Fluorescence Microscope SpaceMike.

Made For Space For Use on Earth

Our first microscope design was for parabolic flights http://www.spaceflight.esa.int/users/file.cfm?filename=fac-pf-a300cin 1997

And was built for intracellular calcium experiments using the dye Oregon Green http://www.probes.com/handbook/sections/0105.html

On paradoxical thing about space experiments is that there is not a lot of space!
The take off and sometimes landings are very tough on the equipment!
Not a lot of power is available
Weight is severely limited
It is sometimes very difficult to manipulate the equipment.

Given all this we had to rethink the fluorescence microscope for the following specifications:-
  1. Tough
  2. battery powered
  3. small
  4. simple to use
  5. light
  6. no explosion risk (no high pressure lamps!)
  7. It must work reliably
This is the World’s first flourescence LED microscope

We used a Zeiss x10 objective that had for the magnification a very large numerical aperture (0.35) We could measure a few hundred cells in a field and looked at fluorescent intensity which is related directly to intracellular free calcium in this experiment:- nothing happened!.

However the microscope worked fine!

This microscope was specifically designed to be light, battery powered, compact and very rugged. We used a Blue 472nm LED from Nichia as the excitation source just 1mW. We first used a Photonic Science extended ISIS intensified camera http://www.photonic-science.co.uk/ then for extreme compactness a specially adapted intensified helmet camera also from Photonic Science which is shown in the figure.

We wanted to see how cells reacted to microgravity as many people equated forces of cells with their weight and assumed that cells could sense microgravity through the mechanosensor.

LEDs are perfect not only for space but Earth too. They are inexpensive, last for years, don’t use much energy (batteries!) are not sensitive to abuse and have good usable excitation wavelengths.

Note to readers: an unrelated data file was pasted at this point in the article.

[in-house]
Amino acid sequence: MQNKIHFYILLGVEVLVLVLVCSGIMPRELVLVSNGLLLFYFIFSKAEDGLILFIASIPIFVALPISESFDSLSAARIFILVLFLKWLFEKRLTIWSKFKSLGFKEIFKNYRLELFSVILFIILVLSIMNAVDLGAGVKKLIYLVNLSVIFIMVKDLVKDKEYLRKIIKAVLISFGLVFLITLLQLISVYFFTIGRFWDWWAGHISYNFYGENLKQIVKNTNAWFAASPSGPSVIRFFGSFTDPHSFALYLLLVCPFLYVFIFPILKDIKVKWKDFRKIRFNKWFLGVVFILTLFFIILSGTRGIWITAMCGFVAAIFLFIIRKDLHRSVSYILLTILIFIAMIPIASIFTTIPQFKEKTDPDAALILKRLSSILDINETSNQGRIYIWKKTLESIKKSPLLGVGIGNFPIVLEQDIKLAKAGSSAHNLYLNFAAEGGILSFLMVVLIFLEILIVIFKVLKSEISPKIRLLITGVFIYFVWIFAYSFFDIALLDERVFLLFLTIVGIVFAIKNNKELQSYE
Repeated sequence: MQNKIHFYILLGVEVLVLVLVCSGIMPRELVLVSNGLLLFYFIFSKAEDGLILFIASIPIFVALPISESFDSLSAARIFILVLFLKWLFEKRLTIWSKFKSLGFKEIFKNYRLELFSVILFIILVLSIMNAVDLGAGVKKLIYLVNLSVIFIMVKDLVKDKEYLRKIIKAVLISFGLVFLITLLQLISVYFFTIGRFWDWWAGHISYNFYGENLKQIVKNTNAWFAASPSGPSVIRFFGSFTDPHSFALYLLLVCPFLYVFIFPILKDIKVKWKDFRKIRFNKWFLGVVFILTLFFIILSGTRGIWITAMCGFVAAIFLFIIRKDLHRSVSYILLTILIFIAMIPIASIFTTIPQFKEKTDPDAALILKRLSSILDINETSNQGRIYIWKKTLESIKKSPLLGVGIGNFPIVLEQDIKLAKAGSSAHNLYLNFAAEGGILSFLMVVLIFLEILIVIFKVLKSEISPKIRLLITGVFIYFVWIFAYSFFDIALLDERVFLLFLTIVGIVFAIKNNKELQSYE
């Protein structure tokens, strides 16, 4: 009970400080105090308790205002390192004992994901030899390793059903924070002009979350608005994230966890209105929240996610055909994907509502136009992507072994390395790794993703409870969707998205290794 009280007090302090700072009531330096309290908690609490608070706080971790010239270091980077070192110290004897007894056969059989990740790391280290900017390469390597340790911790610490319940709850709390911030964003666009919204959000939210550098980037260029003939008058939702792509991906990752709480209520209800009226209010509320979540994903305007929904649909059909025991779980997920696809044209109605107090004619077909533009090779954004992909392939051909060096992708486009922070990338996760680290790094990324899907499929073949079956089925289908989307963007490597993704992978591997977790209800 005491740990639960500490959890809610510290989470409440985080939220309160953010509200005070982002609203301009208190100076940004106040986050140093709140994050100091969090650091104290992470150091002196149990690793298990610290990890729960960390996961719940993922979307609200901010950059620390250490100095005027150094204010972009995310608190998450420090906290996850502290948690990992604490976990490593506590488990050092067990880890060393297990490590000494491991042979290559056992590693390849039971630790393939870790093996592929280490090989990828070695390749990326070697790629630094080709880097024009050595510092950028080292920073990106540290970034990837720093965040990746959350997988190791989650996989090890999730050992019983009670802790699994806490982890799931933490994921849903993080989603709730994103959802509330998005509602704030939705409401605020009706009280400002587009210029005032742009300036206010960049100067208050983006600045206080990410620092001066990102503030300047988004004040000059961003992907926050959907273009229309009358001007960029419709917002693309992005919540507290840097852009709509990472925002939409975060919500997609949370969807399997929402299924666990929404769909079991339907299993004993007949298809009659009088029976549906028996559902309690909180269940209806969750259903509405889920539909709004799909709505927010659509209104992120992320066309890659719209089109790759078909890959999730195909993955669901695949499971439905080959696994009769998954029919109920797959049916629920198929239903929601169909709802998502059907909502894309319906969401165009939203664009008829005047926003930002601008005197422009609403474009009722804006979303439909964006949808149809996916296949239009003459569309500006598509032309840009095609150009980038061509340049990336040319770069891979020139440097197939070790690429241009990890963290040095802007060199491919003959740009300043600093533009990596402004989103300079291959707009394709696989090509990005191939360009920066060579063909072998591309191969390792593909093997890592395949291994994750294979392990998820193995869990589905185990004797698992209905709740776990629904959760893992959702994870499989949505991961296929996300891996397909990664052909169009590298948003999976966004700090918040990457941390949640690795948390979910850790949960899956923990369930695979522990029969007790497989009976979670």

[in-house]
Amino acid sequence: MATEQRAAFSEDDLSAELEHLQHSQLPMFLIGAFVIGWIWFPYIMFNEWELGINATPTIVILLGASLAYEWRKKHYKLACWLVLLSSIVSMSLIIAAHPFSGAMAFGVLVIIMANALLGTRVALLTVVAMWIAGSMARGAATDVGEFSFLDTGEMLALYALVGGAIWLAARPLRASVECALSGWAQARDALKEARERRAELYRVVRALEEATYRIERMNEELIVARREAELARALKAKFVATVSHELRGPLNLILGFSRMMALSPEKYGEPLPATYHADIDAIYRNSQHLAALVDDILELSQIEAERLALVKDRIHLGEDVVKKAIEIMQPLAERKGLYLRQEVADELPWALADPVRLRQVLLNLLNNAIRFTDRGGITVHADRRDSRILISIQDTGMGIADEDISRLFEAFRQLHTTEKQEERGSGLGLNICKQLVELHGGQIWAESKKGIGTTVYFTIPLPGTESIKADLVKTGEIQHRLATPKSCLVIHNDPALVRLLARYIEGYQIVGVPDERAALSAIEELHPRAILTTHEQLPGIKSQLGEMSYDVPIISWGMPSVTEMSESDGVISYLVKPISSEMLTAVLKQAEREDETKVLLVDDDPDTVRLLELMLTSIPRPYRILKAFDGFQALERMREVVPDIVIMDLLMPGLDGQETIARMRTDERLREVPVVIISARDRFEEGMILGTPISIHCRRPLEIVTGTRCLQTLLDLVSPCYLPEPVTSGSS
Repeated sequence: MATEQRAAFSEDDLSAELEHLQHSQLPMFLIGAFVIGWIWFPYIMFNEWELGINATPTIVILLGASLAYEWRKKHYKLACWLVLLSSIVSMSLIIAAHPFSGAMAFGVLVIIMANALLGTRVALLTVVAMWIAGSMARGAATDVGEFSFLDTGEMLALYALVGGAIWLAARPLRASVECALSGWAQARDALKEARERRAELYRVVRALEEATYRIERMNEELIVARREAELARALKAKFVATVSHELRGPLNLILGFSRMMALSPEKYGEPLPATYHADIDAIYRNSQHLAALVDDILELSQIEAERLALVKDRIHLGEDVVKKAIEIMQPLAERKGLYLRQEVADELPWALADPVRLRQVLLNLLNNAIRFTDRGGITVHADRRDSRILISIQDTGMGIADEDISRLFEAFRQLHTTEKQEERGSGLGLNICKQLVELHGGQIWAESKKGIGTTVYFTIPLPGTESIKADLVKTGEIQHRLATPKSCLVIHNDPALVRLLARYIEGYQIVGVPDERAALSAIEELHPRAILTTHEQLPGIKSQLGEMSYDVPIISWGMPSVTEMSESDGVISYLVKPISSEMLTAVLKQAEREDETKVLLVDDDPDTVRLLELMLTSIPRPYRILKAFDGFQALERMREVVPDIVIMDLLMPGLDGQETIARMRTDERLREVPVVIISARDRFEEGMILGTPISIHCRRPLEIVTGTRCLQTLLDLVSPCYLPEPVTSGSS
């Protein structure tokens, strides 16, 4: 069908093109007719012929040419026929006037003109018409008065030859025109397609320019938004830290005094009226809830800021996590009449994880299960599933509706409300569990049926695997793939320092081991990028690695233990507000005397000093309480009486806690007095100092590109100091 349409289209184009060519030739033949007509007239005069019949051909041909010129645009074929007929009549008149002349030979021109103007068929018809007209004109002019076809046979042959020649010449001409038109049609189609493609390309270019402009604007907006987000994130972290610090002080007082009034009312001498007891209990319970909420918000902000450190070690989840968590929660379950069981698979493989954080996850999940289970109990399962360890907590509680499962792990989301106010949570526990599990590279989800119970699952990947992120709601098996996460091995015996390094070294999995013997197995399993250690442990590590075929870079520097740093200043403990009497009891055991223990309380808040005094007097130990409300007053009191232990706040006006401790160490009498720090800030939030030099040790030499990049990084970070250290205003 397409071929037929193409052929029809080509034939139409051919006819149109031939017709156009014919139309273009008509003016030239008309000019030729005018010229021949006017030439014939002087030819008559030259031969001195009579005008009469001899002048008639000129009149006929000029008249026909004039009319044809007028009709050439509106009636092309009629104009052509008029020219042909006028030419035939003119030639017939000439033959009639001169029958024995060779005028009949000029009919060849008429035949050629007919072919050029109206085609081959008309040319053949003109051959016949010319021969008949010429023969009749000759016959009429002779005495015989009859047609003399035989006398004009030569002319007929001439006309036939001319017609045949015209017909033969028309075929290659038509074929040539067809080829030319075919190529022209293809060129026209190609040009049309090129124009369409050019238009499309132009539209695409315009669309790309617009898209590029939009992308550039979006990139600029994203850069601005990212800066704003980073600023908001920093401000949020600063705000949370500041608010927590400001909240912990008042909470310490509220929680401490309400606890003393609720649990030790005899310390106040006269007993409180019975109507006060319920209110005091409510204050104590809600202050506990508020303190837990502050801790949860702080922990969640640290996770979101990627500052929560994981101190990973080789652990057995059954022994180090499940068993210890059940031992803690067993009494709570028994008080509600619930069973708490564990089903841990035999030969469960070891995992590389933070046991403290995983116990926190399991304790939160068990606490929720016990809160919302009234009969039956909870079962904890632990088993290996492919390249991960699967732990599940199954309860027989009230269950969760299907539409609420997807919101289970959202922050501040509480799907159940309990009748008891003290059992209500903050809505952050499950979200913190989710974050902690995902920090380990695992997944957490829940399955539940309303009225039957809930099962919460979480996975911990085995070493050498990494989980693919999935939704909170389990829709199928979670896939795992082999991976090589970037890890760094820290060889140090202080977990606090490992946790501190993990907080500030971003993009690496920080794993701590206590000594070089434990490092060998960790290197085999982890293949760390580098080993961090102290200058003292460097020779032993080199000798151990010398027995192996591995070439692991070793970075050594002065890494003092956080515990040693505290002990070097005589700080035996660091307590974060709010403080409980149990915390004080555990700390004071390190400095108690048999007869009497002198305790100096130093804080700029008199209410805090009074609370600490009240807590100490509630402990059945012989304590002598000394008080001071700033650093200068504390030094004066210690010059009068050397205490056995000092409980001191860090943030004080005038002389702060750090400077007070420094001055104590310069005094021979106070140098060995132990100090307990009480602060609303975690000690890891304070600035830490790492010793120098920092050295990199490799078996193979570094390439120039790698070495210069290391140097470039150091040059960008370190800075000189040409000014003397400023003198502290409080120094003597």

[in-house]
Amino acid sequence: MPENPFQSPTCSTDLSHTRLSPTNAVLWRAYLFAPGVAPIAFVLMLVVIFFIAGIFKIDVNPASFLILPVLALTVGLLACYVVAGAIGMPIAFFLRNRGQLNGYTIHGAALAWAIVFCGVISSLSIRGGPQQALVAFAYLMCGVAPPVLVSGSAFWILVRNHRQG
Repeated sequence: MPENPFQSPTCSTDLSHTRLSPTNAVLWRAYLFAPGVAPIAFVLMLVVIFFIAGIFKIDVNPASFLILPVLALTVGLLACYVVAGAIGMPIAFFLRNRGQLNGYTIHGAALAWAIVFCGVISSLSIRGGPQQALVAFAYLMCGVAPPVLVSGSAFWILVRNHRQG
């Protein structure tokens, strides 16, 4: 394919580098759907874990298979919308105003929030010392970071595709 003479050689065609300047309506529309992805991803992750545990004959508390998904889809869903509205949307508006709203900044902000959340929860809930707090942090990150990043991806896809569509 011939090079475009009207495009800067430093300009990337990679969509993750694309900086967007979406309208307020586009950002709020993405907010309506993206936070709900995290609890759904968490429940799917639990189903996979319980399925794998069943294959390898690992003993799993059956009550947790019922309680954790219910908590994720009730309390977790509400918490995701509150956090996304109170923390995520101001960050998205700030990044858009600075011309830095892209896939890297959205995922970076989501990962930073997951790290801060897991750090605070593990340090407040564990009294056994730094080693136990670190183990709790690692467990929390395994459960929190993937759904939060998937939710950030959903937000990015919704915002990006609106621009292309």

A few years ago in 1999 we competed for a German Space Agency DLR(www.dlr.de) First Chance programme to make this microscope available for you Earthlings and together with the space photometer we adapted the design for the products you see here, remaining compact, rugged and battery powered. You see how the specifications for space are just those we need in certain places on Earth, such as in the field. Being also dust and waterproof it has great advantages!

Diagnostic Microscope.

The diagnostic microscope is designed to detect FITC and PE coupled antibodies. Targeting TB, Malaria and AIDS specifically as the BIG 3 but , with the right fluorescent dye coupled to the right antibody, any virus, bacteria or parasite can be detected. It uses a x 40 0.65NA achromatic semi plan objective.

It is water tight and unlike any other microscope it can be used anywhere!

Phi Phi Island Thailand

And is quite tough

We have other versions in test, with x 20, x 40 and x100 oil immersion and with cameras and built in colour intensified imaging chips